Still shaken from the statues, we climbed the double helix stairs to reach the wall itself. Like an omnipresent giant, it hugged us from all sides and kept out the still roaring wild. The closer I got to the wall, the less wind I felt, and I couldn’t help but focus on the names. Every name had a person, had a face, had a family. Every young man on that wall went off to another side of the globe, none of them realizing how much they had already done for the last time. All the things we take for granted today, a trip to the grocery store, walking the dog, having a catch with a brother or a friend. How many of these things had these men not realized they had done for the last time? This epic abbreviation of their lives had me take a step back and look at my own life. I had stayed in the night before, spending time with my family. My brothers and I (there are four of us total) played together, spent time together, and in actuality took each other for granted. I don’t know what I would do if I couldn’t see any one of them again, and suddenly another wave of emotion came over me – this time, gratitude. Each of these men went out into the world, at my age, forfeiting his future, his wife, his kids, his white-picket-fence, all so my brothers and I could have our own. And for that, I cannot express the consuming gratitude I feel for those who served, or giving me this opportunity to succeed.
Our tour guide explained to us that one woman, Eleanor Grace Alexander, was on the wall, so we went to her panel first. Her unique bravery stood out in a world dominated by men, and her courage made an imprint on my life. We spent a while there, listening to the guide rattle off facts abut Ms. Alexander. However, I could tell Grammy’s mind was somewhere else. She was intrigued, sure, but there was someone else she had to see. As the rest of the group went on, Grammy, Bob-Bob and I lagged behind. We had to find him.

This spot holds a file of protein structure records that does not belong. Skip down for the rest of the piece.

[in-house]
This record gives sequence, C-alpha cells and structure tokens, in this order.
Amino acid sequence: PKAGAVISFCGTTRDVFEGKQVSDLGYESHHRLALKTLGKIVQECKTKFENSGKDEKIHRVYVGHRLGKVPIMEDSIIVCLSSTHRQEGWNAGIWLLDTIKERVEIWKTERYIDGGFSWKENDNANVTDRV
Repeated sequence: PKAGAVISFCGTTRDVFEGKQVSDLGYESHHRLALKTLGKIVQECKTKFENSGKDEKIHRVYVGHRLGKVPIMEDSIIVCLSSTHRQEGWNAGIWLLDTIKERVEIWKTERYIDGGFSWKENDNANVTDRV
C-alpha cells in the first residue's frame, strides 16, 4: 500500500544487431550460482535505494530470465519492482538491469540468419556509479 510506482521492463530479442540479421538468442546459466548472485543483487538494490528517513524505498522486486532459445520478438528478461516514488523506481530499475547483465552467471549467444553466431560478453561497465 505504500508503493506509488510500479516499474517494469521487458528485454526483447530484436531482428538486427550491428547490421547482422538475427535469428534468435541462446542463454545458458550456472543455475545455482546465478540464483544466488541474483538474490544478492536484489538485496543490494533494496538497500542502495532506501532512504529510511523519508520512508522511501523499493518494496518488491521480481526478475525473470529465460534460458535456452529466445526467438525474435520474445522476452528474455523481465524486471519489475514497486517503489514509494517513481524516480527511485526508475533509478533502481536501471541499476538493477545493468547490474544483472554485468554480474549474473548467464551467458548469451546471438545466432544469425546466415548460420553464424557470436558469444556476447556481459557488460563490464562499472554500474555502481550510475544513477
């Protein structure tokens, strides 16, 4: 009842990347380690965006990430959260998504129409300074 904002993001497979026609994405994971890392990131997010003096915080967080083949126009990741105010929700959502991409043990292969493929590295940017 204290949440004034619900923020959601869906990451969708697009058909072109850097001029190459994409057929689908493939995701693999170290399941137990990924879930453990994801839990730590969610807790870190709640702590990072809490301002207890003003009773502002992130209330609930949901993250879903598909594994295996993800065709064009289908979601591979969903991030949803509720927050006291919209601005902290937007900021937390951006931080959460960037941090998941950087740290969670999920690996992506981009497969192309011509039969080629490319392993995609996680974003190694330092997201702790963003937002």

Grasso and his grandmother at the 2019 Memorial Day Ceremony
The days passed us by, and it felt as though we were travelling in time. We walked backwards, past December 15th, 14th, 13th, 12th… stop.
December 12th, 1969
There he was.
The reason we came.
We found him.
The man that volunteered, that left our family to join a bigger one, to be a part of something bigger than himself, bigger than any one of us.
The man who sacrificed it all.
We stopped. We watched. Kenneth DeMore Jr., Grammy’s brother. The three of us stopped for a moment, still as statues. We looked at the name, etched in stone, all that remained of a member of our family. I never got to meet him. I pinned a face to his name based on old pictures, but the memories weren’t – couldn’t be – there. I imagined how he talked, if he was confident or reserved, loud or quiet, opinionated or neutral. I imagined how he would have played a role in my life, how he would have watched my cousins, brothers and I grow up, and if he would have had a family of his own. How many cousins will I never get to meet, birthdays will go uncelebrated, weddings and holidays passing by like the ticking of a pocket watch, without so much as a hiccup of the rhythm in mourning of the ones we never had a chance to lose. Those are the unrepresented casualties of Vietnam – all the lives that never got a chance to be, all the potential washed away like the tides of the South China Sea. Kenny gave that future up for us, for all of us. He sacrificed his birthdays, his wedding, his Sunday football and afternoon walks. Everything that there is to cherish in life, he gave up, so that we may sleep in peace at night knowing that we’re safe. And not just he, but the thousands of other men and women who died, who sacrificed their lives for something worth standing up for. Disillusionment spun around in my head like a monsoon, crashing and breaking with the head novel realization of the ripple effect caused by the calamities of war. How many men had fiances or girlfriends waiting at home? How many children lost their dad? How many mothers would never see their sons anymore? When the black car pulled up, it might as well have been the grim reaper coming for the souls of the parents of the dead, for after losing a child one can never truly be whole again. These thoughts were suddenly interrupted by Grammy’s voice.